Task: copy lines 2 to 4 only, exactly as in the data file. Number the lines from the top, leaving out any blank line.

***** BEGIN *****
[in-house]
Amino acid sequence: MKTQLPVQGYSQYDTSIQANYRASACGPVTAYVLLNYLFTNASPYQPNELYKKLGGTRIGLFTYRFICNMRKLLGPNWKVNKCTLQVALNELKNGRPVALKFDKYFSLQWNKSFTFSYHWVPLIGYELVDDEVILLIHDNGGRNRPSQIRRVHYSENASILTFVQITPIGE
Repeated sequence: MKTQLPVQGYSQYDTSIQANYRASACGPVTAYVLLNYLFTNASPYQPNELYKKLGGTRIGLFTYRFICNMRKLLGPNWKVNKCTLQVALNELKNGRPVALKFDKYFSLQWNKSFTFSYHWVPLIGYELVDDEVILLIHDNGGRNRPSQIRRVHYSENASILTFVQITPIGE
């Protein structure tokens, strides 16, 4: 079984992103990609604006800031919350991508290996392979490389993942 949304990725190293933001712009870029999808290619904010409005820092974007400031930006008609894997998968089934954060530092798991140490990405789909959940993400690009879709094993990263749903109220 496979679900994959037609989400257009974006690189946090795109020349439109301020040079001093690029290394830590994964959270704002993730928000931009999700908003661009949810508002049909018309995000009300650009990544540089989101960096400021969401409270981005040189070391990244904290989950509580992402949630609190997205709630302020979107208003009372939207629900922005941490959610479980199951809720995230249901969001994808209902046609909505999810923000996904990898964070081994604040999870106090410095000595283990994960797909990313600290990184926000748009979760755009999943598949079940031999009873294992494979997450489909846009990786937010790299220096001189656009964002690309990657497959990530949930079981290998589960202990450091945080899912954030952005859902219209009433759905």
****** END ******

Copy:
Amino acid sequence: MKTQLPVQGYSQYDTSIQANYRASACGPVTAYVLLNYLFTNASPYQPNELYKKLGGTRIGLFTYRFICNMRKLLGPNWKVNKCTLQVALNELKNGRPVALKFDKYFSLQWNKSFTFSYHWVPLIGYELVDDEVILLIHDNGGRNRPSQIRRVHYSENASILTFVQITPIGE
Repeated sequence: MKTQLPVQGYSQYDTSIQANYRASACGPVTAYVLLNYLFTNASPYQPNELYKKLGGTRIGLFTYRFICNMRKLLGPNWKVNKCTLQVALNELKNGRPVALKFDKYFSLQWNKSFTFSYHWVPLIGYELVDDEVILLIHDNGGRNRPSQIRRVHYSENASILTFVQITPIGE
């Protein structure tokens, strides 16, 4: 079984992103990609604006800031919350991508290996392979490389993942 949304990725190293933001712009870029999808290619904010409005820092974007400031930006008609894997998968089934954060530092798991140490990405789909959940993400690009879709094993990263749903109220 496979679900994959037609989400257009974006690189946090795109020349439109301020040079001093690029290394830590994964959270704002993730928000931009999700908003661009949810508002049909018309995000009300650009990544540089989101960096400021969401409270981005040189070391990244904290989950509580992402949630609190997205709630302020979107208003009372939207629900922005941490959610479980199951809720995230249901969001994808209902046609909505999810923000996904990898964070081994604040999870106090410095000595283990994960797909990313600290990184926000748009979760755009999943598949079940031999009873294992494979997450489909846009990786937010790299220096001189656009964002690309990657497959990530949930079981290998589960202990450091945080899912954030952005859902219209009433759905």